THURSDAY, NOVEMBER 24: Savor the tantalizing smells and clasp your hands together in gratitude, for the holiday of (American) Thanksgiving. News sources are predicting a busy travel season, this year—with low airfares, U.S. airlines are expected to carry approximately 55,000 more passengers a day than last year—and that means more gathering around the table for turkey, cranberries and pumpkin pie. (Chicago Tribune has the story.) Those statistics, paired with last year’s 44 percent plunge in Thanksgiving Day retail shopping from 2014, indicate that more Americans just may be deciding that gathering around the turkey-day table really is preferable to battling crowds at a local mall.

HISTORY OF THANKSGIVING IN THE UNITED STATES

Of course, most Americans know that there were earlier thanks-giving events down through the centuries. The cultural instinct to gather, as a community, and give thanks before winter storms arrive has been a strong pull across the Northern Hemisphere. But the widely celebrated “first American Thanksgiving” took place in 1621 at Plymouth in what is now Massachusetts. In 1621, Pilgrims and Wampanoag Native Americans shared such a feast in Plymouth. Lincoln may be the founder of our annual holiday tradition, but that very early cross-cultural dinner in Plymouth still inspires millions of Americans.

Did you know? The U.S. President “pardons” the White House turkey each year, and after the pardoning, the turkey becomes part of the Mount Vernon Christmas-themed display. Later, the turkeys live at Mount Vernon in its ongoing agricultural exhibit. The First Family and friends dine on dressed turkeys shipped to White House chefs for the holiday.

That 1621 Thanksgiving celebration melded two very different cultures: the Wampanoag and the Europeans. For the Wampanoag, giving thanks for the Creator’s gifts was an established custom. A plentiful harvest was just one of several reasons for a Wampanoag ceremony of thanks. For European Pilgrims, English harvest festivals were about rejoicing, and after the bountiful harvest of 1621 and amicable relations between the Wampanoag and the Europeans, no one could deny the desire for a plentiful shared feast. The “first” Thanksgiving took place over three days, and was attended by approximately 50 Pilgrims and 90 Native Americans.

Pumpkin pie on plate with rest of whole pie behind it

Pumpkin pie. Photo by Dennis Wilkinson, courtesy of Flickr

By the 1660s, an annual harvest festival was being held in New England. Often, church leaders proclaimed the Thanksgiving holiday. Later, public officials joined with religious leaders in declaring such holidays. The Continental Congress proclaimed the first national Thanksgiving in 1777, and just over one decade later, George Washington proclaimed the first nation-wide thanksgiving celebration, as “a day of public thanksgiving and prayer.” National Thanksgiving proclamations were made by various presidents through the decades, falling in and out of favor until Sarah Hale convinced President Abraham Lincoln to proclaim Thanksgiving as a federal holiday. Still, it wasn’t until 1941 that Thanksgiving was established permanently as the fourth Thursday of November.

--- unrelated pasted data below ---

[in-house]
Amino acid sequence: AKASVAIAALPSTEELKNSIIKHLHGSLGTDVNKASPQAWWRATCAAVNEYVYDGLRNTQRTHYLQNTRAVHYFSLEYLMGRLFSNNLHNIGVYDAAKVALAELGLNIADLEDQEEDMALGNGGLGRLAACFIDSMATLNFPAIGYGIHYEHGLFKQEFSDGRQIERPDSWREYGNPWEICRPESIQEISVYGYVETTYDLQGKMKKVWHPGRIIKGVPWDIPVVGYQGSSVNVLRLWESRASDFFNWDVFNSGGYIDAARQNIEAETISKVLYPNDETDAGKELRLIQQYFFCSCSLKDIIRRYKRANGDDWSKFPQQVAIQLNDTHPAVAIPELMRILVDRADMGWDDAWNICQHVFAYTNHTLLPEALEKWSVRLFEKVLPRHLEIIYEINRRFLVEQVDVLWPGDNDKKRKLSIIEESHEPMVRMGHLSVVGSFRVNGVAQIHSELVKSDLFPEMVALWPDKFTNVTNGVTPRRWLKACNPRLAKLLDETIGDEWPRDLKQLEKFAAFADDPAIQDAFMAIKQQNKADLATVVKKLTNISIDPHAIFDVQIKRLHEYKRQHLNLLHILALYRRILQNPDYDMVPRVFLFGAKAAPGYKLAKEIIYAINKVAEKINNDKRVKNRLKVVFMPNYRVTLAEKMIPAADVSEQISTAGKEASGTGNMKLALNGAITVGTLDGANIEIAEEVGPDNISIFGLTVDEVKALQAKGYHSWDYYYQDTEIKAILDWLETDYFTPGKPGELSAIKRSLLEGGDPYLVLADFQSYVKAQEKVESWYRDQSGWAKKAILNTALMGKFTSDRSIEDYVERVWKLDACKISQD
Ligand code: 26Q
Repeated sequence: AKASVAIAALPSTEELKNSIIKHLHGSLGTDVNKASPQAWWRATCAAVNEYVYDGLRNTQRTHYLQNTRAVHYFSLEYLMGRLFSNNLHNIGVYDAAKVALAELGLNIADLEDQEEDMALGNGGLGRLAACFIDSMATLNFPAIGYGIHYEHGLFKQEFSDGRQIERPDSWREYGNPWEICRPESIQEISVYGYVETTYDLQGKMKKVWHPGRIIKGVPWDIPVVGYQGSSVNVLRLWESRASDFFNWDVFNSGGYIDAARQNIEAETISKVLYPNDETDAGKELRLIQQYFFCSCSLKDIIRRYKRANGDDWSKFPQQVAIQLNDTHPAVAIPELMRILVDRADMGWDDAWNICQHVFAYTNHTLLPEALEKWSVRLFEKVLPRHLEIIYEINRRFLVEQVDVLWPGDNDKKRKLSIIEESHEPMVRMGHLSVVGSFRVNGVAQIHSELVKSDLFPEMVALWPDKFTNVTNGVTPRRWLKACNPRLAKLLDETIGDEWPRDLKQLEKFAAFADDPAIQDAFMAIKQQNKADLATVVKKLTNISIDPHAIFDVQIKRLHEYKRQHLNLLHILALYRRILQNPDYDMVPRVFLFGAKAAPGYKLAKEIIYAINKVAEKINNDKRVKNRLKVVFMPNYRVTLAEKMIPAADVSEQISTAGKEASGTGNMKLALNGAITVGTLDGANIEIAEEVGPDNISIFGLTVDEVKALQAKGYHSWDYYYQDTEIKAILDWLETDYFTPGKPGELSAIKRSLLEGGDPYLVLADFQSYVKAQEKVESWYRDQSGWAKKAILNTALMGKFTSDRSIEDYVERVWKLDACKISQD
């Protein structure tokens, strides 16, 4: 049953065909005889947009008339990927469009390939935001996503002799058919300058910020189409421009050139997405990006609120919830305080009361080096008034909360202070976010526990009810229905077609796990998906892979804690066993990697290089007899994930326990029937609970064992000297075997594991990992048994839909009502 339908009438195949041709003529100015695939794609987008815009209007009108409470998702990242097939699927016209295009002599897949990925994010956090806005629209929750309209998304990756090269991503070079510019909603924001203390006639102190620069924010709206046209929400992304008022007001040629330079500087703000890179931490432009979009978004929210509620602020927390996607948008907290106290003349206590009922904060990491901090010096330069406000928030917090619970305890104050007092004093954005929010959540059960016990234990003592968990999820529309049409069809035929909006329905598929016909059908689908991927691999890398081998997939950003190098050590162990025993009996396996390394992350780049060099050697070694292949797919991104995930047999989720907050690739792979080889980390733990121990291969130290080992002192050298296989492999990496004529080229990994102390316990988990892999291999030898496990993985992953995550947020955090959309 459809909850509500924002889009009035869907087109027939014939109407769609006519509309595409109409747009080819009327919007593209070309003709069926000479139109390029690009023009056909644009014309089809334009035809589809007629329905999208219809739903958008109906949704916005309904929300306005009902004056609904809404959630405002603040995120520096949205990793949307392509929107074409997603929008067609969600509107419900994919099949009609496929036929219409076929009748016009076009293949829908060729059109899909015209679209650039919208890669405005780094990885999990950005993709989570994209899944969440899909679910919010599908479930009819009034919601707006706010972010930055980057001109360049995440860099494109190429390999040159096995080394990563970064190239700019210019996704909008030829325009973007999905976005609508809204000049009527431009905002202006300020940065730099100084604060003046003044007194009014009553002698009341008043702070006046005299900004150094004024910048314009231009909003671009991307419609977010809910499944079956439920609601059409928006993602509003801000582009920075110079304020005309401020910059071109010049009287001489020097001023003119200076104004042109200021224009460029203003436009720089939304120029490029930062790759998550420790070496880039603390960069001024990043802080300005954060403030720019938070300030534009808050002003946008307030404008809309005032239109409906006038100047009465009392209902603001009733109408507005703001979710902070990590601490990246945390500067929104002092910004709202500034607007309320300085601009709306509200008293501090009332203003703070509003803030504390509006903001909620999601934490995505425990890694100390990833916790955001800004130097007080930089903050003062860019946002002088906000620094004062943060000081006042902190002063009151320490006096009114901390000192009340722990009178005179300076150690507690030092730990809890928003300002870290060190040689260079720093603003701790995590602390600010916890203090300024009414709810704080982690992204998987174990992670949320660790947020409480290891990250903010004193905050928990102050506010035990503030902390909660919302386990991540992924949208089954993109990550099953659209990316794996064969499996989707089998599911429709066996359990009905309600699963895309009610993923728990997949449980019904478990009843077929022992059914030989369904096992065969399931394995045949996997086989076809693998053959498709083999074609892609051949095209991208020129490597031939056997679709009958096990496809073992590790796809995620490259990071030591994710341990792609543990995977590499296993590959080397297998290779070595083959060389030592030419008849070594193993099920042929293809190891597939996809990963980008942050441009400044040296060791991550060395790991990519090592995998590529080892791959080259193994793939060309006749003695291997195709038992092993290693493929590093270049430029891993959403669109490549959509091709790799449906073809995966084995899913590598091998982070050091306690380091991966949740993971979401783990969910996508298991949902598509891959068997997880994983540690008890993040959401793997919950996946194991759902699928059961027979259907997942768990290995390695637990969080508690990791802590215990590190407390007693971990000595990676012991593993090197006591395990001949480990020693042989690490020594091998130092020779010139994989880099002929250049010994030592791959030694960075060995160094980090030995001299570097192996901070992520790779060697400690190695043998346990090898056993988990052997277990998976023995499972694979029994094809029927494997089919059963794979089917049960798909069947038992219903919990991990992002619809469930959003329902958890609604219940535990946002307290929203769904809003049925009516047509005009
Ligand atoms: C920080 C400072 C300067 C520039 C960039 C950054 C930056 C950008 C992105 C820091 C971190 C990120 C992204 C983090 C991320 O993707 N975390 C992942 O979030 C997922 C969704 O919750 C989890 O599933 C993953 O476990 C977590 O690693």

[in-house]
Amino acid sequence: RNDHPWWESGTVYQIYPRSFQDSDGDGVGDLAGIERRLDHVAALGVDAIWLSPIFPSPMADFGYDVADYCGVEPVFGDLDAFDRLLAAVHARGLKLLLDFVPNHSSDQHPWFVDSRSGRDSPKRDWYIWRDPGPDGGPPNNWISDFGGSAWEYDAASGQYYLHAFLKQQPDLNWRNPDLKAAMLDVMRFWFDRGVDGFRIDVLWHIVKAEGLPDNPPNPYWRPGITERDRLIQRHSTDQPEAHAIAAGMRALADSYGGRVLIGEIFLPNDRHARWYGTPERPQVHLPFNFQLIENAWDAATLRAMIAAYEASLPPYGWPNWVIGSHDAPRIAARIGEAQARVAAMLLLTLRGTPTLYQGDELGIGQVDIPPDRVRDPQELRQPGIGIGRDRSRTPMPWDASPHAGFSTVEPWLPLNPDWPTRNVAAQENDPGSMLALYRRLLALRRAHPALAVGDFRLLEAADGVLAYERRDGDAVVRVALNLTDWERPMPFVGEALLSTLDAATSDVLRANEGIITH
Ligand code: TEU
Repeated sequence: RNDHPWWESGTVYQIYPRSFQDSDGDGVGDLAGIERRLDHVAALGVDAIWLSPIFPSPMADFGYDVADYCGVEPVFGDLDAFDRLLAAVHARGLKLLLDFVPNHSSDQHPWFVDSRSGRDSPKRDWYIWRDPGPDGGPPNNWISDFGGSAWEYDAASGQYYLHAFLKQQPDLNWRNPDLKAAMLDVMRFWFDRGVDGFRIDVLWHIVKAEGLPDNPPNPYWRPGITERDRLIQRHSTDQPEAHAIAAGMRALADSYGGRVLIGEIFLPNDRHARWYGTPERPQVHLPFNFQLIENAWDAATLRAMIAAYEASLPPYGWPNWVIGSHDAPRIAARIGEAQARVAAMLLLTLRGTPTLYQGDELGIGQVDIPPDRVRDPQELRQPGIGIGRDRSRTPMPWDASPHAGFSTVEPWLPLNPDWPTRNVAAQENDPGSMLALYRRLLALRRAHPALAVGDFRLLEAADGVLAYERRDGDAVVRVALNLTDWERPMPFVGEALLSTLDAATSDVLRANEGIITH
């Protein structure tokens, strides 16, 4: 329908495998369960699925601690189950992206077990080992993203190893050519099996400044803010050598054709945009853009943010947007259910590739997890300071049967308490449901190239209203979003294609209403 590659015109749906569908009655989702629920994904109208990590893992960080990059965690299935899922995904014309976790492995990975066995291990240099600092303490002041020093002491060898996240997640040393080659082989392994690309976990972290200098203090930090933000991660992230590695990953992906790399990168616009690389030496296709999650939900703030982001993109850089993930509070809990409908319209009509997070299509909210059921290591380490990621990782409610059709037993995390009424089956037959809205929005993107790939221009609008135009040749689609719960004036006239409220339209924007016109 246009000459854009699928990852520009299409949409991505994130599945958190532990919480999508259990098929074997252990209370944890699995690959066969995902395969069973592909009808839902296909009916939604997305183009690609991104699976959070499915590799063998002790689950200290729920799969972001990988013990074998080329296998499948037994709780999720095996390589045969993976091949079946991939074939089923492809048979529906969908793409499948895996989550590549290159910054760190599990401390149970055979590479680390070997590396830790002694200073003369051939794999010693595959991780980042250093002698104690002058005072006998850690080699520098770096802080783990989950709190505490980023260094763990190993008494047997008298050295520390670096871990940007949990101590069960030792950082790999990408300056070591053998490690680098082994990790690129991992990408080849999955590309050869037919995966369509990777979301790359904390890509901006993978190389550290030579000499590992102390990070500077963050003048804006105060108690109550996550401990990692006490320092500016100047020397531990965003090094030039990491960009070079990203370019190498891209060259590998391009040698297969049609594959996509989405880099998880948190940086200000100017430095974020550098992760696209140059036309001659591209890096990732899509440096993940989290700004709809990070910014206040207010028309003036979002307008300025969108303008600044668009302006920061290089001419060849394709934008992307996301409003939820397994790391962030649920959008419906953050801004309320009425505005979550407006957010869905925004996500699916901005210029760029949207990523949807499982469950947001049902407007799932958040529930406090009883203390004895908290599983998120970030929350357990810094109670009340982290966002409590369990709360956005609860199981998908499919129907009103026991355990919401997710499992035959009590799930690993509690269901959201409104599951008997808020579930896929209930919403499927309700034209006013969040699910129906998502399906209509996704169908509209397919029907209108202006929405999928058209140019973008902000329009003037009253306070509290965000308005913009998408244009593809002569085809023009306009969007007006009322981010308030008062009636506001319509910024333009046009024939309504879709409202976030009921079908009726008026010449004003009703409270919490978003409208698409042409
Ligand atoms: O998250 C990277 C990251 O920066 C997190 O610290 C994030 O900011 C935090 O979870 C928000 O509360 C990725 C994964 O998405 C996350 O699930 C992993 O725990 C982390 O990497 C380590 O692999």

TURKEY TROTS & PUMPKIN PIE

The National Football League has played games on Thanksgiving Day since its creation, and in 1924, Americans enjoyed the inauguration of both the “Macy’s Thanksgiving Day Parade”—held annually in New York City—and “America’s Thanksgiving Day Parade”—held in Detroit. To this day, both parades welcome tourists and locals alike and are widely televised. Several U.S. cities host a Turkey Trot on Thanksgiving morning, welcoming runners of all ages to burn off some calories in anticipation of the day’s feast.

Recipes, décor and hosting tips: Find recipes, menus and more at Food Network, AllRecipes, Food & Wine and Epicurious.

Vegetarian guests? Please guests sans the turkey with menu suggestions from the New York Times, here and here.

Thanksgiving crafts: Adults can create DIY décor with help from HGTV, and kids can be entertained before the big dinner with craft suggestions from Parents, Parenting and Disney.

Thanksgiving: Recall Pilgrims and Wampanoag on America’s holiday

“I do therefore invite my fellow citizens in every part of the United States … to set apart and observe the last Thursday of November next, as a day of Thanksgiving and Praise to our beneficent Father who dwelleth in the Heavens.”
Abraham Lincoln, October 1863, Proclamation for Thanksgiving

Vintage depiction of little girl in blue dress with red bow holding mirror and showing a turkey his reflection

Thanksgiving greeting card, c.1870. Photo courtesy of Flickr

THURSDAY, NOVEMBER 27: Savor the tantalizing smells and clasp your hands together in gratitude, for the holiday of (American) Thanksgiving. ReadTheSpirit has lots of Thanksgiving-related resources, sparked by last year’s 150th anniversary of President Abraham Lincoln’s declaration of the first annual nationwide observance in 1863. Here is our extensive Resource Page on Lincoln and the Season of Gratitude.